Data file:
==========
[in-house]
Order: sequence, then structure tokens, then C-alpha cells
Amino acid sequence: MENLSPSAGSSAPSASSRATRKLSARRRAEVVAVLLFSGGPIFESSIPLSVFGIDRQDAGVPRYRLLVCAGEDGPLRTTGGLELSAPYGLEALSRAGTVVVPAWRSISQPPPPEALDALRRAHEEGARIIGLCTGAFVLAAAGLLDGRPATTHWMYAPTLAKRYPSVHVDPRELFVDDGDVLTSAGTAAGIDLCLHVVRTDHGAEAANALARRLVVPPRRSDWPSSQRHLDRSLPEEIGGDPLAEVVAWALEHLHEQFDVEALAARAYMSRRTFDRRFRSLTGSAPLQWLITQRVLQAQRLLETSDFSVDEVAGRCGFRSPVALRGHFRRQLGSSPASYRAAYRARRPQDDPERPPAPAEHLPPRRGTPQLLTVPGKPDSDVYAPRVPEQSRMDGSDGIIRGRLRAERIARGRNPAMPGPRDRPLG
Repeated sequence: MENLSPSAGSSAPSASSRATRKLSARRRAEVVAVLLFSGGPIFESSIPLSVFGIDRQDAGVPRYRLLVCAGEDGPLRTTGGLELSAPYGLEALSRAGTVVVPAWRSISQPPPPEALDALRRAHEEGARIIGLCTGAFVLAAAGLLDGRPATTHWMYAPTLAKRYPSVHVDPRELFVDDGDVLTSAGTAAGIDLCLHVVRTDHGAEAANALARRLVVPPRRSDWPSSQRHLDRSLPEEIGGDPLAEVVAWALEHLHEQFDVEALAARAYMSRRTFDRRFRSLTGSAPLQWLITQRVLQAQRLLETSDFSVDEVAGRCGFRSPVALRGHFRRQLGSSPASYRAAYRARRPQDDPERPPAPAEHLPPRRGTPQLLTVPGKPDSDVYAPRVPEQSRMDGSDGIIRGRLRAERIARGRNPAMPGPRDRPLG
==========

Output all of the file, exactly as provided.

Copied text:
[in-house]
Order: sequence, then structure tokens, then C-alpha cells
Amino acid sequence: MENLSPSAGSSAPSASSRATRKLSARRRAEVVAVLLFSGGPIFESSIPLSVFGIDRQDAGVPRYRLLVCAGEDGPLRTTGGLELSAPYGLEALSRAGTVVVPAWRSISQPPPPEALDALRRAHEEGARIIGLCTGAFVLAAAGLLDGRPATTHWMYAPTLAKRYPSVHVDPRELFVDDGDVLTSAGTAAGIDLCLHVVRTDHGAEAANALARRLVVPPRRSDWPSSQRHLDRSLPEEIGGDPLAEVVAWALEHLHEQFDVEALAARAYMSRRTFDRRFRSLTGSAPLQWLITQRVLQAQRLLETSDFSVDEVAGRCGFRSPVALRGHFRRQLGSSPASYRAAYRARRPQDDPERPPAPAEHLPPRRGTPQLLTVPGKPDSDVYAPRVPEQSRMDGSDGIIRGRLRAERIARGRNPAMPGPRDRPLG
Repeated sequence: MENLSPSAGSSAPSASSRATRKLSARRRAEVVAVLLFSGGPIFESSIPLSVFGIDRQDAGVPRYRLLVCAGEDGPLRTTGGLELSAPYGLEALSRAGTVVVPAWRSISQPPPPEALDALRRAHEEGARIIGLCTGAFVLAAAGLLDGRPATTHWMYAPTLAKRYPSVHVDPRELFVDDGDVLTSAGTAAGIDLCLHVVRTDHGAEAANALARRLVVPPRRSDWPSSQRHLDRSLPEEIGGDPLAEVVAWALEHLHEQFDVEALAARAYMSRRTFDRRFRSLTGSAPLQWLITQRVLQAQRLLETSDFSVDEVAGRCGFRSPVALRGHFRRQLGSSPASYRAAYRARRPQDDPERPPAPAEHLPPRRGTPQLLTVPGKPDSDVYAPRVPEQSRMDGSDGIIRGRLRAERIARGRNPAMPGPRDRPLG